Mr Mackenzie and Dr Matthews both say that is simply not possible to expand lay vocations and ministry work in their dioceses with the “shoestring” budgets currently available: the current state of affairs amounts to “pot luck”, as some wealthier dioceses have decent provision, but others can barely afford anything. “We do need to be properly funded,” Dr Matthews said. “And, if ordinands are accessing Common Awards, then lay people should be able to access Common Awards — it should be equitable.”
Dr Shepherd and Canon Robins agree that more money should be funnelled towards lay people, but not at the expense of ordination training. Instead of cutting back from ordinands, new funding should be released to boost lay training. “It’s not just simply moving stuff from one column on the spreadsheet to another side of the spreadsheet: it’s actually about saying, ‘Let’s put a third column on the spreadsheet,’” Dr Shepherd argues.
But, while the dioceses wait to see whether the national Church will allocate lay ministry more money, other funding streams are also being explored. Ms Green recounts an innovative scheme in Gloucester diocese, which is enabling some students to come to Ridley Hall. There, a charity hired the lay students as part-time employees, which meant that they could spend the rest of the time training without drawing on diocesan funds.
In Manchester, the diocese is preparing a large bid for a grant from the Strategic Development Fund, part of which will go, not on planting city-centre resource churches and the like, but bolstering the diocese’s lay-ministry training. If it is successful, Mr Mackenzie expects other dioceses to follow suit.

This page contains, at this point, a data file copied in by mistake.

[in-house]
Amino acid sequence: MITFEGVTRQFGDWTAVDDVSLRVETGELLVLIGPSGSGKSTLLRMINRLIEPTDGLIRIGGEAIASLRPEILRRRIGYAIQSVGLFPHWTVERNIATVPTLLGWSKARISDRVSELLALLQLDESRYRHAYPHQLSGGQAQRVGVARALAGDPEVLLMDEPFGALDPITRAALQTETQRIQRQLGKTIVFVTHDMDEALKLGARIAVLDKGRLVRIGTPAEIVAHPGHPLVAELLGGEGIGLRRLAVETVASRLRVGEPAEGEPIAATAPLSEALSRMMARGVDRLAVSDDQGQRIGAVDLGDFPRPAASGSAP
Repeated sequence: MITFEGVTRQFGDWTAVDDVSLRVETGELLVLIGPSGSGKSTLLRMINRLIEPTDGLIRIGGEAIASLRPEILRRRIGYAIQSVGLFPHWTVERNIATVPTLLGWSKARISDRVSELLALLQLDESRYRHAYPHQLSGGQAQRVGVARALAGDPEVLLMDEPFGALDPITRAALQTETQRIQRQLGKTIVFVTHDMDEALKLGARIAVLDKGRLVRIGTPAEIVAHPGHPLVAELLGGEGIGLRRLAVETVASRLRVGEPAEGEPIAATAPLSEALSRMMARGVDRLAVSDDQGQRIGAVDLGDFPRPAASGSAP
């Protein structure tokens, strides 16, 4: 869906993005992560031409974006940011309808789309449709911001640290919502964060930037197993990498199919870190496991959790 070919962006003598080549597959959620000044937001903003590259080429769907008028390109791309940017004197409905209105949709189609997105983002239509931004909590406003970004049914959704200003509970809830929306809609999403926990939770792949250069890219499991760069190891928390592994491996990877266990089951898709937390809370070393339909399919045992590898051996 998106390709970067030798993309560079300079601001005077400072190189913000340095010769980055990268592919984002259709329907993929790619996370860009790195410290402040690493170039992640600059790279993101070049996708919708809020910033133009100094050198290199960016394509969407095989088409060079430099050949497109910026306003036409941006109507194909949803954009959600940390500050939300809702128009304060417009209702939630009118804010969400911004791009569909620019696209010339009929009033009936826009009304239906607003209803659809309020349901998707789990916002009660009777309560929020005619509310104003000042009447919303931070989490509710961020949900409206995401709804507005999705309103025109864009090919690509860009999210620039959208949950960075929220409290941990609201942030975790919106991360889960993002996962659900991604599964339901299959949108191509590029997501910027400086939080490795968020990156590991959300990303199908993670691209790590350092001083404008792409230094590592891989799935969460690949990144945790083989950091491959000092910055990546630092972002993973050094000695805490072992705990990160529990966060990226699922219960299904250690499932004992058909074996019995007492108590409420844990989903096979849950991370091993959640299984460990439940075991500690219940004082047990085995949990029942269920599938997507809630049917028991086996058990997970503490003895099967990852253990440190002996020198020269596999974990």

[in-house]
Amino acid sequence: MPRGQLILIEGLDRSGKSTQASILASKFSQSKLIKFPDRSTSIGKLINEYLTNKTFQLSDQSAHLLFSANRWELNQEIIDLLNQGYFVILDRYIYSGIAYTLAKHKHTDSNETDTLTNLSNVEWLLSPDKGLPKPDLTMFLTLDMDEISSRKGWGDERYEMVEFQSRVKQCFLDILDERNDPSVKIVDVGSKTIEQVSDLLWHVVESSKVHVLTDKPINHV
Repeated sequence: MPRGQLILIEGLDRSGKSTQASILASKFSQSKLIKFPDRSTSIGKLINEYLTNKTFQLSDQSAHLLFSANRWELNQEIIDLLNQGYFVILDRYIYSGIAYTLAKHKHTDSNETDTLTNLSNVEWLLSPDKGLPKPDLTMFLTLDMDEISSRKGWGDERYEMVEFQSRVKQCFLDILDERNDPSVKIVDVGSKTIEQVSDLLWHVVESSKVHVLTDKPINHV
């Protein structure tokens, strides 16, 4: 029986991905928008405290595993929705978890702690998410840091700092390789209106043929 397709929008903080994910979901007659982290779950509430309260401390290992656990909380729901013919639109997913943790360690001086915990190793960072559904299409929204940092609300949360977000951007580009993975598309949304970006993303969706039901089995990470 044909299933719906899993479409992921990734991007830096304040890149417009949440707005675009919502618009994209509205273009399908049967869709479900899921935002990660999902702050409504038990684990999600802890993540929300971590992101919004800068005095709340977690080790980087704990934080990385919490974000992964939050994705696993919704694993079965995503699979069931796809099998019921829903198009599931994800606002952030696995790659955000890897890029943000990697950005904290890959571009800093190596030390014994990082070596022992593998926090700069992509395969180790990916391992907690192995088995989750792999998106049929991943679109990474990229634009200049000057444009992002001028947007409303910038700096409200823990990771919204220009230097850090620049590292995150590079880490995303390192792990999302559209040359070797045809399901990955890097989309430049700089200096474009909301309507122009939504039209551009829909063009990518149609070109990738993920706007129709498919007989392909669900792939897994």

SIGNIFICANT steps are clearly being taken in pursuit of the ambitions recently announced for lay ministry. Vocations work seems well on its way to dismantling early clergy-lay bifurcation in the process, and new training schemes are emerging. When asked to rate the C of E’s performance on lay vocations and ministry out of ten, scores among those I spoke to range from five to nine, depending on the diocese and perspective.
Concerns remain, however: not least that clericalism persists. And what hampers their excitement about the future most is the question of money. “If this really is a cultural shift in the Church, if it really is about empowering discipleship and lay ministry, then, you know, we need to put our money where our mouth is,” Dr Matthews says.
“The stat that’s often thrown around is 98 per cent of the Church of England spend 98 per cent of their time outside of church,” Mr Mackenzie concludes. “And I still think that’s where we’re falling down massively: empowering people to be disciples and ministers where they are.”